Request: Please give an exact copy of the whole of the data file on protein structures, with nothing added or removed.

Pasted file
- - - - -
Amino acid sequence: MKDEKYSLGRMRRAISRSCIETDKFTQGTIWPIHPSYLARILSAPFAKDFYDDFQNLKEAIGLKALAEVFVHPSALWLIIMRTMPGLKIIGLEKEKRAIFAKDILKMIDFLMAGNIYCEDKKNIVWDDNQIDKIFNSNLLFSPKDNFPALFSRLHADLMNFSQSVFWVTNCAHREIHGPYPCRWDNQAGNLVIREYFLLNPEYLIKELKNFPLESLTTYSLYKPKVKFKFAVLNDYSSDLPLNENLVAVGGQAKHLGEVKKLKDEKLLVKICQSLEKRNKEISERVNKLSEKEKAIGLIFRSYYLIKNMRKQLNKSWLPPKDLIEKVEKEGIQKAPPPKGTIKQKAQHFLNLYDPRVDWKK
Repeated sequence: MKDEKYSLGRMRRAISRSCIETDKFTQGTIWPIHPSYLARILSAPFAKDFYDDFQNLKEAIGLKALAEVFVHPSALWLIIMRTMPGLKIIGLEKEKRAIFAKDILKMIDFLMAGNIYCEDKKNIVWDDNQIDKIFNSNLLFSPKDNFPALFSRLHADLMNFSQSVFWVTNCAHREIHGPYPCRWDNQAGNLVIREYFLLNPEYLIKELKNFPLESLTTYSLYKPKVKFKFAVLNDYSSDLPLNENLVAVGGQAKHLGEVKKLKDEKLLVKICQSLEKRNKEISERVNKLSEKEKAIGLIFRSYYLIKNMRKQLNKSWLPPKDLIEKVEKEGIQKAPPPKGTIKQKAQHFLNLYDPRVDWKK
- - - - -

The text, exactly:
Amino acid sequence: MKDEKYSLGRMRRAISRSCIETDKFTQGTIWPIHPSYLARILSAPFAKDFYDDFQNLKEAIGLKALAEVFVHPSALWLIIMRTMPGLKIIGLEKEKRAIFAKDILKMIDFLMAGNIYCEDKKNIVWDDNQIDKIFNSNLLFSPKDNFPALFSRLHADLMNFSQSVFWVTNCAHREIHGPYPCRWDNQAGNLVIREYFLLNPEYLIKELKNFPLESLTTYSLYKPKVKFKFAVLNDYSSDLPLNENLVAVGGQAKHLGEVKKLKDEKLLVKICQSLEKRNKEISERVNKLSEKEKAIGLIFRSYYLIKNMRKQLNKSWLPPKDLIEKVEKEGIQKAPPPKGTIKQKAQHFLNLYDPRVDWKK
Repeated sequence: MKDEKYSLGRMRRAISRSCIETDKFTQGTIWPIHPSYLARILSAPFAKDFYDDFQNLKEAIGLKALAEVFVHPSALWLIIMRTMPGLKIIGLEKEKRAIFAKDILKMIDFLMAGNIYCEDKKNIVWDDNQIDKIFNSNLLFSPKDNFPALFSRLHADLMNFSQSVFWVTNCAHREIHGPYPCRWDNQAGNLVIREYFLLNPEYLIKELKNFPLESLTTYSLYKPKVKFKFAVLNDYSSDLPLNENLVAVGGQAKHLGEVKKLKDEKLLVKICQSLEKRNKEISERVNKLSEKEKAIGLIFRSYYLIKNMRKQLNKSWLPPKDLIEKVEKEGIQKAPPPKGTIKQKAQHFLNLYDPRVDWKK